While bright and massive stars may dominate the night sky, most of the stellar mass in galaxies is found in low-luminosity, low-mass stars. These stars live for billions of years, but are dimmer and cooler than our Sun, and hence can be difficult to detect at visible wavelengths. Spitzer will use its infrared capabilities to detect and characterize these objects. Particular attention will be devoted to the discovery and characterization of brown dwarfs. These objects are too small to ignite the thermonuclear reactions that define a star, and hence radiate primarily in the infrared. Brown dwarfs were a theoretical concept only when Spitzer was first proposed. Since the mid-1990s, various telescopes and surveys such as 2MASS have identified a few hundred of these objects, with temperatures extending below 2000 K. Spitzer will detect thousands of brown dwarfs, including those only slightly larger than Jupiter, thereby providing a sufficiently large sample for statistical analyses.

Pleiades Cluster
AAO/ROE/D. Malin

Star Clusters

Spitzer observations in this realm will focus primarily on open (or galactic) clusters, gravitationally bound systems of thousands of young stars typically found within the plane of our Galaxy. Clusters are thought to be a natural location for discovering faint brown dwarfs. Spitzer will conduct detailed imaging studies of the Pleiades and Hyades clusters, in part to search for previously unseen cluster members as small as ten Jupiter masses.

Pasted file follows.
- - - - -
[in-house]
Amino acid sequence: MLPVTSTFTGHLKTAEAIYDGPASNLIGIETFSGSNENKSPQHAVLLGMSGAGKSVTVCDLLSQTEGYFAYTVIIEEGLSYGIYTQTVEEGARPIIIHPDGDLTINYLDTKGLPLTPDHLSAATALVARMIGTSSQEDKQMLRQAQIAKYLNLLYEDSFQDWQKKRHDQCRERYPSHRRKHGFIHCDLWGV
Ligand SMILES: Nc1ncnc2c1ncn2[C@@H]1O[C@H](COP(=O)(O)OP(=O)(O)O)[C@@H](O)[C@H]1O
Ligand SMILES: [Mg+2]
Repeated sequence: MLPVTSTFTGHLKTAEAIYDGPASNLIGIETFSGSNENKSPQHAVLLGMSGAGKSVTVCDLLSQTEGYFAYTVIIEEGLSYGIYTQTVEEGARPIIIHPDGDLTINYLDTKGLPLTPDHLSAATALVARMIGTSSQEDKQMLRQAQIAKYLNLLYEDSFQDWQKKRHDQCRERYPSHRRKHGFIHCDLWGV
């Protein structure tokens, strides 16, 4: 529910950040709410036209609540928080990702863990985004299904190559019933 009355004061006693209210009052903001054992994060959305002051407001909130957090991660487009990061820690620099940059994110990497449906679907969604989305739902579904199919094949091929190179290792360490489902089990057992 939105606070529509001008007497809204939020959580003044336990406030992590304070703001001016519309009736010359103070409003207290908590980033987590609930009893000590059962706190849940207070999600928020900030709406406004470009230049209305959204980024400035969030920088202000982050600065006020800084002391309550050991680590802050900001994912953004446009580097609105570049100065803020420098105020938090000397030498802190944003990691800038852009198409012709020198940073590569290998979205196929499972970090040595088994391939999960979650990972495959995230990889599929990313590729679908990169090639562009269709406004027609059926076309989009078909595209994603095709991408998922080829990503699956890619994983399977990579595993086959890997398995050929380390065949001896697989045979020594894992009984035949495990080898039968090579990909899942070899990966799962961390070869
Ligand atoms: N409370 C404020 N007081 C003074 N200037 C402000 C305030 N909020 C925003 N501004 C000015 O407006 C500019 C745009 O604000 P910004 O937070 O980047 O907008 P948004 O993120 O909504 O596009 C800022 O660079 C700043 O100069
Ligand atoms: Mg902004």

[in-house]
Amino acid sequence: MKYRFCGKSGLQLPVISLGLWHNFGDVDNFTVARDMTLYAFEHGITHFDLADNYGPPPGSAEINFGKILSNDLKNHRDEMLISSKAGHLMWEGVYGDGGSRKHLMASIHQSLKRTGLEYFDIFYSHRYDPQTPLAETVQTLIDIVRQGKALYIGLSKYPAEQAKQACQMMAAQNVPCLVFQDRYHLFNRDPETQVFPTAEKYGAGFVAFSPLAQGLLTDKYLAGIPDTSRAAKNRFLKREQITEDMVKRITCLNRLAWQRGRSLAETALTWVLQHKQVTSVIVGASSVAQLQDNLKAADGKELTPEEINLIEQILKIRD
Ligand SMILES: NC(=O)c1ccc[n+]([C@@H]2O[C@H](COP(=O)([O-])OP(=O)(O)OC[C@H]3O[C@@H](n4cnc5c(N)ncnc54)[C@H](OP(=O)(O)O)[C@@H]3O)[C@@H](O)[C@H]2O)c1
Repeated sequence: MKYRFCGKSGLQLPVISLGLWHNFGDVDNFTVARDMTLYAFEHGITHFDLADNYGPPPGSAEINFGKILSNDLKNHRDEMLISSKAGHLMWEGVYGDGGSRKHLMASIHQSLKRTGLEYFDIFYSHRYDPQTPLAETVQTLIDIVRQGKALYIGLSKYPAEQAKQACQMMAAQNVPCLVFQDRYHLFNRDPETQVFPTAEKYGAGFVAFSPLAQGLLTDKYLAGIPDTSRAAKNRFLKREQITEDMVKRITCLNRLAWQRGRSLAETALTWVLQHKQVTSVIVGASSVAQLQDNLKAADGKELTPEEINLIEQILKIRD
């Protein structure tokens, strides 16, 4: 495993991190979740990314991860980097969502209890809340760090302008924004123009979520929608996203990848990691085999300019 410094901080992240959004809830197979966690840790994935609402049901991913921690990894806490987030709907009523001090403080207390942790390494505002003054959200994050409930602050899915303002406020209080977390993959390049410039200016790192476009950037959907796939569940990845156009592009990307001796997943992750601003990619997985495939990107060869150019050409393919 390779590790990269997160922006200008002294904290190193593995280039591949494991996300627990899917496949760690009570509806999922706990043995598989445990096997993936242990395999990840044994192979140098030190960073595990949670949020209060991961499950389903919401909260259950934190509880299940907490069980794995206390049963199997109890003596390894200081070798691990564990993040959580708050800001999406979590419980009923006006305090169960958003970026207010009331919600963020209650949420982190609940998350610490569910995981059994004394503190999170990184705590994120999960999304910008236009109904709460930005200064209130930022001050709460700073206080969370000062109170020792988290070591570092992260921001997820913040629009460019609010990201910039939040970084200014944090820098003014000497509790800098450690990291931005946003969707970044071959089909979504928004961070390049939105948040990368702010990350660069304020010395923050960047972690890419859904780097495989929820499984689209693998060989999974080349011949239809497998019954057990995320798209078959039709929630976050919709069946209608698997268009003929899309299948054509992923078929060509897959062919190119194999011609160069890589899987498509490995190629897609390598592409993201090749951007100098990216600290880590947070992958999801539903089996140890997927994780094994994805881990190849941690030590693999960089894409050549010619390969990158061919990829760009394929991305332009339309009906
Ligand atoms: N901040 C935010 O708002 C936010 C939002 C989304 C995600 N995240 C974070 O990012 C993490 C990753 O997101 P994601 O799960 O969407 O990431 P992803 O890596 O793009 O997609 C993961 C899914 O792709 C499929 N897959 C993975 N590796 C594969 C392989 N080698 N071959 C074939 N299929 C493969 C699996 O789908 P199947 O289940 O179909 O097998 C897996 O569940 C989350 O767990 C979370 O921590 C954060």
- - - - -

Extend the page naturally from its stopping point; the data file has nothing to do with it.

Evolved Stars

Spitzer will carry out various programs of research into the late evolutionary phases of stars. Once it has exhausted most of its thermonuclear fuel over tens of millions to billions of years, a star like our Sun will enter a rapidly changing stage of its life, with its behavior and ultimate fate depending on the initial mass of the star. During the late stages of its life, a star typically ejects gaseous material from its outer layers, either through gentle periodic processes (such as a nova), or through a violent cataclysmic explosion (supernova). Spitzer will study the stellar ejecta in planetary nebulae, providing information about the temperature and chemical composition of the ejected material, and on the mass loss rates of the parent star. The gas and dust thrown off dying stars is an important constituent of the interstellar medium, and its study is essential for understanding not only stellar death, but the birth of the next generation of stars.

Cat's Eye Hourglass NGC 7027
Cat's Eye Nebula
NASA/HST/P. Harrington
Hourglass Nebula
NASA/HST/R. Sahai & J. Trauger
NCG 7027
NASA/HST/W. B. Latter

Orion Water Vapor
Water Vapor in Orion
ESA/ISO/C.M. Wright

Interstellar Medium

Interspersed between stars is a tenuous interstellar medium (ISM) comprised of dust grains and atomic and molecular gas. Dust absorbs visible and ultraviolet light, increases in temperature, and re-radiates in the infrared. Moreover, many of the most important spectral lines produced by gas in the ISM falls within infrared wavelengths. Spitzer will exploit these fundamental physical traits by conducting spectroscopic studies of the ISM. Among these research investigations will be the important study of water, ices and organic molecules throughout the ISM. Spitzer observations at near-infrared wavelengths will map the inner regions of our Milky Way, yielding important new information that is otherwise obscured by heavy concentrations of dust at visible wavelengths.

The Spitzer Space Telescope is a NASA mission managed by the Jet Propulsion Laboratory. This website is maintained by the Spitzer Science Center, located on the campus of the California Institute of Technology and part of NASA's Infrared Processing and Analysis Center. Privacy Policy

Frame Frame
Frame Frame Frame Frame Frame
Frame Frame Frame Frame Frame